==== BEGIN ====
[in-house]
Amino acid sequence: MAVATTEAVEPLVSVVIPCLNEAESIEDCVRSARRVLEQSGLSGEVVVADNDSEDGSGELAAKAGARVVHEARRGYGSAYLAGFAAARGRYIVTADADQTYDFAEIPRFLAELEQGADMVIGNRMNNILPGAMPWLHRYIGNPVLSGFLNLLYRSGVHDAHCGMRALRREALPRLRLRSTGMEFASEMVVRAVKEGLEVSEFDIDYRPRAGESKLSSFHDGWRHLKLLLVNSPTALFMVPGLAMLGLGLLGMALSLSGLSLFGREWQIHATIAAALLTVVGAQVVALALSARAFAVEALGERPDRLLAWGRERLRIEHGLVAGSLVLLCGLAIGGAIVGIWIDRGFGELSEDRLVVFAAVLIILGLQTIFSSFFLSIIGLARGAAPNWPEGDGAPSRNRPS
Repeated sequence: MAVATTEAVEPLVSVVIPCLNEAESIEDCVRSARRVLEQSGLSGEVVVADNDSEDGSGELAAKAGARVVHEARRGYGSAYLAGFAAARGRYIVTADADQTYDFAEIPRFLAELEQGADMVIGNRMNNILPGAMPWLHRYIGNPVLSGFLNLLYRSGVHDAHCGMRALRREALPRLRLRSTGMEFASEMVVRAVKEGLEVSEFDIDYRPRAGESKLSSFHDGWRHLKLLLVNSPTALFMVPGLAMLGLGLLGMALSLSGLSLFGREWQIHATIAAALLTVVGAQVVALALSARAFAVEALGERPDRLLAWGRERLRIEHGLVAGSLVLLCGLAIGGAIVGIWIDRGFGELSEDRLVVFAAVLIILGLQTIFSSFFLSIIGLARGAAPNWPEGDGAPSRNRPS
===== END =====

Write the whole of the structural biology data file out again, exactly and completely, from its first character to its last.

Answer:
[in-house]
Amino acid sequence: MAVATTEAVEPLVSVVIPCLNEAESIEDCVRSARRVLEQSGLSGEVVVADNDSEDGSGELAAKAGARVVHEARRGYGSAYLAGFAAARGRYIVTADADQTYDFAEIPRFLAELEQGADMVIGNRMNNILPGAMPWLHRYIGNPVLSGFLNLLYRSGVHDAHCGMRALRREALPRLRLRSTGMEFASEMVVRAVKEGLEVSEFDIDYRPRAGESKLSSFHDGWRHLKLLLVNSPTALFMVPGLAMLGLGLLGMALSLSGLSLFGREWQIHATIAAALLTVVGAQVVALALSARAFAVEALGERPDRLLAWGRERLRIEHGLVAGSLVLLCGLAIGGAIVGIWIDRGFGELSEDRLVVFAAVLIILGLQTIFSSFFLSIIGLARGAAPNWPEGDGAPSRNRPS
Repeated sequence: MAVATTEAVEPLVSVVIPCLNEAESIEDCVRSARRVLEQSGLSGEVVVADNDSEDGSGELAAKAGARVVHEARRGYGSAYLAGFAAARGRYIVTADADQTYDFAEIPRFLAELEQGADMVIGNRMNNILPGAMPWLHRYIGNPVLSGFLNLLYRSGVHDAHCGMRALRREALPRLRLRSTGMEFASEMVVRAVKEGLEVSEFDIDYRPRAGESKLSSFHDGWRHLKLLLVNSPTALFMVPGLAMLGLGLLGMALSLSGLSLFGREWQIHATIAAALLTVVGAQVVALALSARAFAVEALGERPDRLLAWGRERLRIEHGLVAGSLVLLCGLAIGGAIVGIWIDRGFGELSEDRLVVFAAVLIILGLQTIFSSFFLSIIGLARGAAPNWPEGDGAPSRNRPS